This brings us to consider just how Satan's head was bruised. Is Christ indeed the Lion of the tribe of Judah? Jesus plainly ascribes His victory over the devil to the Cross. His uplifting is the judgment of this world's prince. But how? Was he not crucified through weakness?-led as a lamb to the slaughter? Has the reader wondered how such a tragedy can be a triumph? The writer puzzled over this. He accepted it simply because the Bible said it. And that is always sufficient reason. But it seemed so utterly irrational. Did not the murderer and father of lies have all his own way at Calvary? Jesus said: "This is your hour, and the power of darkness." The twelve legions of angels He refused. But why turn Himself over to the devil and his dupes? Let the Almighty manifest His power. Send Satan to his own place. Thus reason raves.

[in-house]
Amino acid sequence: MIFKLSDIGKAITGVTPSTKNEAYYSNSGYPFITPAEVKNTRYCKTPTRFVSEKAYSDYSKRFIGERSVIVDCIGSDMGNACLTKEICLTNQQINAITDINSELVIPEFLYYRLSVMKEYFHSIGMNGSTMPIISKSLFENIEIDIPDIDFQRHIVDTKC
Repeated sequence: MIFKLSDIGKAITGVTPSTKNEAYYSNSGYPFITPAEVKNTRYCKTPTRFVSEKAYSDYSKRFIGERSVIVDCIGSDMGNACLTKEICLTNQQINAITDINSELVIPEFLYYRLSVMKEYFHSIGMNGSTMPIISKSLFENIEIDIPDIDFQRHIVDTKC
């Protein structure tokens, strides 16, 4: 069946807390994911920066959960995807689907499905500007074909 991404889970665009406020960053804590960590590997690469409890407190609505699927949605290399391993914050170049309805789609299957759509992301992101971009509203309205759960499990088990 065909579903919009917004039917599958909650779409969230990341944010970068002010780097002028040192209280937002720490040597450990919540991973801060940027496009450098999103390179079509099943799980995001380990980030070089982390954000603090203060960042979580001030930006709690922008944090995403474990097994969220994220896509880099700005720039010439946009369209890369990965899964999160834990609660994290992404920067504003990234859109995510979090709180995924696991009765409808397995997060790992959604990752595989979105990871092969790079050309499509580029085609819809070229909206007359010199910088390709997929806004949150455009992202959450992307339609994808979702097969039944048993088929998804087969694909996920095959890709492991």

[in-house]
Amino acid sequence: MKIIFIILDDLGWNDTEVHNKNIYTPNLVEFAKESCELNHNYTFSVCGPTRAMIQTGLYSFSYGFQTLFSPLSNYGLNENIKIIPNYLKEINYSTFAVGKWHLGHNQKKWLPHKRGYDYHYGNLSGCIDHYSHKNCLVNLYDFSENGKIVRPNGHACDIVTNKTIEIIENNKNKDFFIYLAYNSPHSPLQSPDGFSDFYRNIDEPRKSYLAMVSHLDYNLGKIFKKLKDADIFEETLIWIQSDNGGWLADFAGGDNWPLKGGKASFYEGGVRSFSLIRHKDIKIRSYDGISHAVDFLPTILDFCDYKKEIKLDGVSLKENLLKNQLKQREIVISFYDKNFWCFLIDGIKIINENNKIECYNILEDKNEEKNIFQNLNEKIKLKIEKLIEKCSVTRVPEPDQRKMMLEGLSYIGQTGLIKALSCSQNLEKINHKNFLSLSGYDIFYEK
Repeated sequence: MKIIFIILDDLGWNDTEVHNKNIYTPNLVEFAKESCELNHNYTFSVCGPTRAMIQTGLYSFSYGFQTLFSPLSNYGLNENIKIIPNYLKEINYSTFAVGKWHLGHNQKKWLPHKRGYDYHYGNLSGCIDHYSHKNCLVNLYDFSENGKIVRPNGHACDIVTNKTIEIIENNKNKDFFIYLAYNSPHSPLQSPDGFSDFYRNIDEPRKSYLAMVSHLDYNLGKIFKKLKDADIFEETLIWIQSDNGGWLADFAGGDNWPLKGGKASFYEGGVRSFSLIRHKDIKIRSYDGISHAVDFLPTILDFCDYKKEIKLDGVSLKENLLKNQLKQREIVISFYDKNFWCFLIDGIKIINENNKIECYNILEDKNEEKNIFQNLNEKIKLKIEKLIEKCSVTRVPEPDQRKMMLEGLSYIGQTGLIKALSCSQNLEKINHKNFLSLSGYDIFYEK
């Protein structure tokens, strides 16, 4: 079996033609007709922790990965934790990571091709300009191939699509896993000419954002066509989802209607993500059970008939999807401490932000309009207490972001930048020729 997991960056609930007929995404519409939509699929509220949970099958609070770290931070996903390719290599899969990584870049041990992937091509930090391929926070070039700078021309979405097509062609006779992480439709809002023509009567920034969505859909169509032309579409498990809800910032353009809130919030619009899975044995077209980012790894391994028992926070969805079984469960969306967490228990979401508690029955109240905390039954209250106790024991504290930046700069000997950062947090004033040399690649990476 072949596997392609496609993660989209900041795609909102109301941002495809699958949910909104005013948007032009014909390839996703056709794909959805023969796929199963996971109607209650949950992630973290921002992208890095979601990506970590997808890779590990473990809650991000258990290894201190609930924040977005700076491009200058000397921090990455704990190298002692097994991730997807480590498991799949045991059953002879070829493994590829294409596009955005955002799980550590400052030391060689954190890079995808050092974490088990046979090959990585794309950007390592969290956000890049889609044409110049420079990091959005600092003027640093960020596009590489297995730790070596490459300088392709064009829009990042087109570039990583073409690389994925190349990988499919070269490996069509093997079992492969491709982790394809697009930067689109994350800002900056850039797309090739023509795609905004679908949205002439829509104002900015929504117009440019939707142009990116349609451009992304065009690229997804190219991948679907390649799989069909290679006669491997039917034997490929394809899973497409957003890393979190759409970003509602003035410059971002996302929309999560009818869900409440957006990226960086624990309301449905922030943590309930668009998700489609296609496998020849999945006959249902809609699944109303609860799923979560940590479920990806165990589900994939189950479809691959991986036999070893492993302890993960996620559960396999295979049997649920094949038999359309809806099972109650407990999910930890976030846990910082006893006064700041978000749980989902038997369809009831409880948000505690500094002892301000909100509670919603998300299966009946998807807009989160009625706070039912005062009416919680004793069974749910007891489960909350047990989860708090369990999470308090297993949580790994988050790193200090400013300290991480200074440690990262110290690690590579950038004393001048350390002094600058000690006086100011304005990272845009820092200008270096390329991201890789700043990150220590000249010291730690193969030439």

But God's ways are above ours. Victories in the ethical world cannot be weighed in the scales of gross matter. Morals and might are not the same. A poor infidel lawyer asks, "If your God is omnipotent, why does He allow the devil to be loose in the world?" That may sound original and clever--as though ten thousand saints have not puzzled over this gordian knot. God's ways are past finding out. Satan will yet be bound for a thousand years and then again "loosed" as part of God's "ways." But his destiny is the lake of fire. God might have bound the devil to begin with? But why dwell upon "why"? The devil is a postmaster with if's and why's. Saints have learned to lean upon a God of infinite wisdom. They have found Him such. The Cross has already proved to them "the power of God and the wisdom of God.' For them the Cross has cured sin, and has broken the grip of the devil in their lives. They have found that Satan is servant, that the Saviour is Master. Furthermore, they see that even now Satan's victims are being taken from him, right under his nose through Calvary's omnipotent attraction. But how? That is still the question.